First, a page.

Former CEO and outgoing director Paul Jacobs told shareholders Qualcomm has created “humanity’s biggest platform” at an anticlimactic annual meeting Friday following President Trump’s rejection of the Broadcom takeover bid.
“We created humanity’s biggest platform — the wireless Internet,” said Jacobs. “Thank you to everyone who made this company and journey possible.”
Jacobs was not re-nominated as a director following a decision to pursue a possible private buyout of the San Diego wireless pioneer. But he made no mention of his plans at the meeting, ending a short talk by saying, “I intend to keep inventing.”
Some 400 shareholders, company executives and media filled Jacobs Hall on the main Qualcomm campus for the meeting that was originally scheduled for March 6 but postponed by federal order. President Trump later blocked Singapore-based Broadcom’s takeover bid, saying it “threatens to impair the national security of the United States.”
With the hostile takeover blocked, there was no proxy battle at Friday’s meeting. Shareholders didn’t have to choose between rival slates of directors nominated by the two companies.
“This past year our continued success as an innovator has been overshadowed by a series of events,” noted Board Chairman Jeffrey Henderson at the beginning of the meeting.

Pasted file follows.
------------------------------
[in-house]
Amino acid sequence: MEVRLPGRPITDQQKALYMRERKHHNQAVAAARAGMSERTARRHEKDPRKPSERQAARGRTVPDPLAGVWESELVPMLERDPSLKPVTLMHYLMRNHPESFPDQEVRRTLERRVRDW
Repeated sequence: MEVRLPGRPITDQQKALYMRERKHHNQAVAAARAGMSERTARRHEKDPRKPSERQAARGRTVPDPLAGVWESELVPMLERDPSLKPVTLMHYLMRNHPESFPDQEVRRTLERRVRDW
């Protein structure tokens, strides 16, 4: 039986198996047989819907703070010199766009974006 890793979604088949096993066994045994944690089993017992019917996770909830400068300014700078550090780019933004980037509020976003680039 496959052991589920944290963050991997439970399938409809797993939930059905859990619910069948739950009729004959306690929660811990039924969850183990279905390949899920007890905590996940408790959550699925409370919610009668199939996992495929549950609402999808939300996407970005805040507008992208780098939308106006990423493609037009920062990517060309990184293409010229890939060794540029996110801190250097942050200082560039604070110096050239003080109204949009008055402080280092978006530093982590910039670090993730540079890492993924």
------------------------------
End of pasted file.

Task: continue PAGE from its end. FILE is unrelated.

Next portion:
During the 23-minute formal session, management’s slate of 10 directors was reelected, management proposals were approved, and a shareholder proposal to change the company’s bylaws was rejected.
Shareholders then heard from both Jacobs and CEO Steve Mollenkopf, and finally a panel of executives took questions from those in attendance.
Mollenkopf forecast $7 billion to $8 billion in new revenue this fiscal year due to innovations in the pipeline from areas spanning 5G, the Internet of things, networking and automotive electronics. He was also optimistic about settling a long-running dispute with Apple over licensing payments to Qualcomm for technology used in the iPhone.
“This has been a challenging year for the company and for stockholders,” he said, but added, “I think that we’ll see that we made a lot of important decisions.”
Asked by one shareholder how a possible trade war with China might affect the company, Mollenkopf described Qualcomm as “China friendly” with deep relationships in that country. He vowed to be “active and on the ground to protect our business.”
That last question was when Qualcomm would introduce 6G, the next generation after the 5G smartphones that will begin to appear in the next year. “Rest assured; we’re working on it,” Mollenkopf said.
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